When America dreamed

Fifty years ago today, a dashing young American president visited Rice University, in Houston, TX, and spoke words that reflected the optimism and can-do spirit that had defined his nation since its founding.

Explaining his call of a year earlier that the United States achieve the goal of “landing a man on the moon and returning him safely to the earth” by the end of the decade, President Kennedy mused,

“But why, some say, the moon? Why choose this as our goal? And they may well ask why climb the highest mountain. Why, 35 years ago, fly the Atlantic? Why does Rice play Texas?

“We choose to go to the moon. We choose to go to the moon in this decade and do the other things, not because they are easy, but because they are hard, because that goal will serve to organize and measure the best of our energies and skills, because that challenge is one that we are willing to accept, one we are unwilling to postpone, and one which we intend to win, and the others, too.”

In the grand sweep of history, a half-century is a mere blip in time. In some ways, little has changed since that late summer day of 1962. America was the world’s strongest and most prosperous nation back then, and it remains so today.

Nevertheless, Kennedy’s words are particularly striking from the vantage point of 2012, for they reflect a soaring spirit that contrasts significantly with the more cynical outlook, the more restrained vision, and the more limited hope that color our politics and our people today.

We are a different nation in at least three important ways:

Living standards.

When Kennedy spoke, America was half-way through an extraordinary quarter-century, from about 1948 to 1973, in which living standards doubled. Across the broad middle class, families could expect to have more, buy more, and enjoy more from year to year, feeding their hopes for the future.

Since that period ended, living standards for all but upper-income Americans have largely stagnated. Families struggle to meet higher costs for health care and education and, often by necessity, more families have two earners instead of one. More Americans worry that their children will not live as well as they have.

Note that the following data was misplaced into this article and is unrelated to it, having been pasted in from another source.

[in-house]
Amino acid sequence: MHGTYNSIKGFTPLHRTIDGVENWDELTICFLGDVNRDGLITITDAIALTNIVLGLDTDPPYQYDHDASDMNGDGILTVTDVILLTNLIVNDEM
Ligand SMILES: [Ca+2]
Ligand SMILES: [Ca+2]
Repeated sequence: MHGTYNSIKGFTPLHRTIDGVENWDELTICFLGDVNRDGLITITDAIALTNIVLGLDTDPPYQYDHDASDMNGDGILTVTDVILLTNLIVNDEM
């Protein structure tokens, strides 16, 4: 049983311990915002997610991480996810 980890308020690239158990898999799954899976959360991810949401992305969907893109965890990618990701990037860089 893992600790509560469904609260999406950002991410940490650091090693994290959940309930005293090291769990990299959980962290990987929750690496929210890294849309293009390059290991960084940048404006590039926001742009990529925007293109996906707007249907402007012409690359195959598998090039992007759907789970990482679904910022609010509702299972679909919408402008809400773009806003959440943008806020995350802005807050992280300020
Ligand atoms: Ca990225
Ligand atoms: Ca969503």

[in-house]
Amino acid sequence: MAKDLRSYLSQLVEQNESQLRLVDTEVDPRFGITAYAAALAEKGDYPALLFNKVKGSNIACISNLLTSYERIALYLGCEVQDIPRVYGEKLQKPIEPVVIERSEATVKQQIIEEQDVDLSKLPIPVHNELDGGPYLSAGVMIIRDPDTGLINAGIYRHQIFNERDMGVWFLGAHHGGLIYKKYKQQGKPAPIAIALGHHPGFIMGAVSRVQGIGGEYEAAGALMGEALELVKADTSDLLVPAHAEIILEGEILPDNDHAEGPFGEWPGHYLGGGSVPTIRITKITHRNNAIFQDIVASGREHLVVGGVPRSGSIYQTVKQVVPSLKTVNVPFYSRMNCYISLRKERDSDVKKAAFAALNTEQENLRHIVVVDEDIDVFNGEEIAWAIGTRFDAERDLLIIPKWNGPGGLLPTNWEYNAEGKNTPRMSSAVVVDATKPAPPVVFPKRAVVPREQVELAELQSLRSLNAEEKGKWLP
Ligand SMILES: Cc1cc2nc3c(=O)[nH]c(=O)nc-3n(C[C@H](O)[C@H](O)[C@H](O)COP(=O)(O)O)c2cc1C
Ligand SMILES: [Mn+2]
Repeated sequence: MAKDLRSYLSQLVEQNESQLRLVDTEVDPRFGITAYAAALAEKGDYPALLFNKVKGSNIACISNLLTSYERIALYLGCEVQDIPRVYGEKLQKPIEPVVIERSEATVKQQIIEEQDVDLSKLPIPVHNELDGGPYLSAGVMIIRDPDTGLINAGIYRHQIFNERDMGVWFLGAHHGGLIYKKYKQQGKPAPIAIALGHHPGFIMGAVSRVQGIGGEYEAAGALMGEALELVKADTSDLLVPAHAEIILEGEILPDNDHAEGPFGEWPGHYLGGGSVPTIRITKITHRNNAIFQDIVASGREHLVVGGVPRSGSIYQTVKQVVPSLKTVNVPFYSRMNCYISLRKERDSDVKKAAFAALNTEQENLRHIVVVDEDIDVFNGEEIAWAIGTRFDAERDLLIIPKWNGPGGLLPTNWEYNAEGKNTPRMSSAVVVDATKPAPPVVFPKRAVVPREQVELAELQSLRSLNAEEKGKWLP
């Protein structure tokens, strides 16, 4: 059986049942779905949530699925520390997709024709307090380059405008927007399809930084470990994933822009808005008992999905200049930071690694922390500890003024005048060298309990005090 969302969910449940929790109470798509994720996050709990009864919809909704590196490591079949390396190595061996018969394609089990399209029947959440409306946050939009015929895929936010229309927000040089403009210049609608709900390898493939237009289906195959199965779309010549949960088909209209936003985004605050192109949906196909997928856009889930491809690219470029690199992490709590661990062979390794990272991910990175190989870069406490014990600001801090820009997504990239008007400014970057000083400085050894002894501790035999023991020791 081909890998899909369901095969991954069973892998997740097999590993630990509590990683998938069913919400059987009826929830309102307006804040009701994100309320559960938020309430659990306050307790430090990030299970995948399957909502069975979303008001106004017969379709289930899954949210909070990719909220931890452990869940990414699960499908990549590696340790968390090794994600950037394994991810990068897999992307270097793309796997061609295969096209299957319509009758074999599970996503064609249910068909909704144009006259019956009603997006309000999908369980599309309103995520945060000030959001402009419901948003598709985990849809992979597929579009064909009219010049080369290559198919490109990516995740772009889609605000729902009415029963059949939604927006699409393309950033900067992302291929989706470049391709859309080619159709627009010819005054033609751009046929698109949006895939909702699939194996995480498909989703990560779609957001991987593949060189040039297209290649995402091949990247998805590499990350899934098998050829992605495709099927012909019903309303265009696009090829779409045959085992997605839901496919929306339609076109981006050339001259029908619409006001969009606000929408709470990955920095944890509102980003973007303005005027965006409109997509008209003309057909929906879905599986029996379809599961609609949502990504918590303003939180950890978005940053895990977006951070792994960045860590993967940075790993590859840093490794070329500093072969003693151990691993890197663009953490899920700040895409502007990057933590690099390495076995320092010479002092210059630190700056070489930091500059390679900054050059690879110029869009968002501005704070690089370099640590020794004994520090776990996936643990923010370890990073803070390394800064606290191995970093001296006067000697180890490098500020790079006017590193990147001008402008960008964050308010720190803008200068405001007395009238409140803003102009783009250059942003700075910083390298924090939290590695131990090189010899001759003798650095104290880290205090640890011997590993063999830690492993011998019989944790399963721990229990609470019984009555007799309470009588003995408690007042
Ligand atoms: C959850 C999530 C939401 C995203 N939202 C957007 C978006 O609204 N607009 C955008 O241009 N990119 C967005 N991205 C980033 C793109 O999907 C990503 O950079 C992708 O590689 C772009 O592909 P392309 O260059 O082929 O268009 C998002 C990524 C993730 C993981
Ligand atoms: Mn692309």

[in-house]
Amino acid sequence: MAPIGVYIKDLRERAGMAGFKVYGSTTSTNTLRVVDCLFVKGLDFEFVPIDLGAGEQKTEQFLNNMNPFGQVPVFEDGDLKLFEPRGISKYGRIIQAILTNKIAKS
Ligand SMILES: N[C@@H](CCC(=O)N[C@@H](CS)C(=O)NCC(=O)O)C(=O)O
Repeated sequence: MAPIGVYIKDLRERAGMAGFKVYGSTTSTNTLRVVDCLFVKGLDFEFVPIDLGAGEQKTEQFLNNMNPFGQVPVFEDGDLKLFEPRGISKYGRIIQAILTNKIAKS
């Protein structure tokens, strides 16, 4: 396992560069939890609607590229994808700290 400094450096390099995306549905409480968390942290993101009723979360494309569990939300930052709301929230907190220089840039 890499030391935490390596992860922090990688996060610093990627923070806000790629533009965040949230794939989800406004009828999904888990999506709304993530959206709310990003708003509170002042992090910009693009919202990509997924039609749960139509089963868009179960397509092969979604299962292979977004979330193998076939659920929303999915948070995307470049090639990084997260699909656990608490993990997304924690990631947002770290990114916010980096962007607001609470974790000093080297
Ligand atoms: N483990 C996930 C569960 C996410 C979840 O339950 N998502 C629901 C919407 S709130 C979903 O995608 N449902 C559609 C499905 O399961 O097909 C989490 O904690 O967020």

Government debt.

When Kennedy spoke, the federal government was running a manageable deficit and, with the economy growing, could reasonably expect to generate the revenues to finance a long-term commitment to space or other grandiose dreams.

Today, however, the federal government is swimming in ever-rising debt. The longer that policymakers let the problem linger, the more that rising red ink leaves Americans with the false impression that, somehow, we can’t afford to do big things. In fact, we are a far richer nation than the one over which Kennedy presided.

In a previous era of large budget deficits, the first President Bush said, “we have more will than wallet.” He was wrong then, and he’d be wrong today. We had, and still have, all the wallet we need. What we lack is the will to do big things.

Cynicism about America’s global role.

Kennedy was not just reaching for the moon. He was urging America to race there, to ensure that America reached it before the Soviet Union did. In space as on earth, the free world was competing with the Soviet-led communist world, with the fate of hundreds of millions of people at stake.

In those perilous times, Americans were surer about the difference between good and evil, more cognizant of the distinction between freedom and authoritarianism, more openly judgmental about other systems of government.

Today, we are less confident about who we are, more tentative about making judgments about other systems of government, less sure that we must reign supreme overseas in order to protect and promote freedom.

These problems of stagnant living standards, high government debt, and cynicism about America’s global role reinforce one another. Stagnant incomes make Americans reluctant to pay higher taxes or part with federal benefits as part of deficit-cutting efforts; big deficits feed doubts about our political system; and doubts about our political system nourish cynicism about whether America has anything important to say on the world stage.

But, make no mistake – the world needs American leadership. Besides, Americans need to dream again.

Those are just two more reasons for policymakers to set aside their differences and get to the fiscal and economic problems that plague us.

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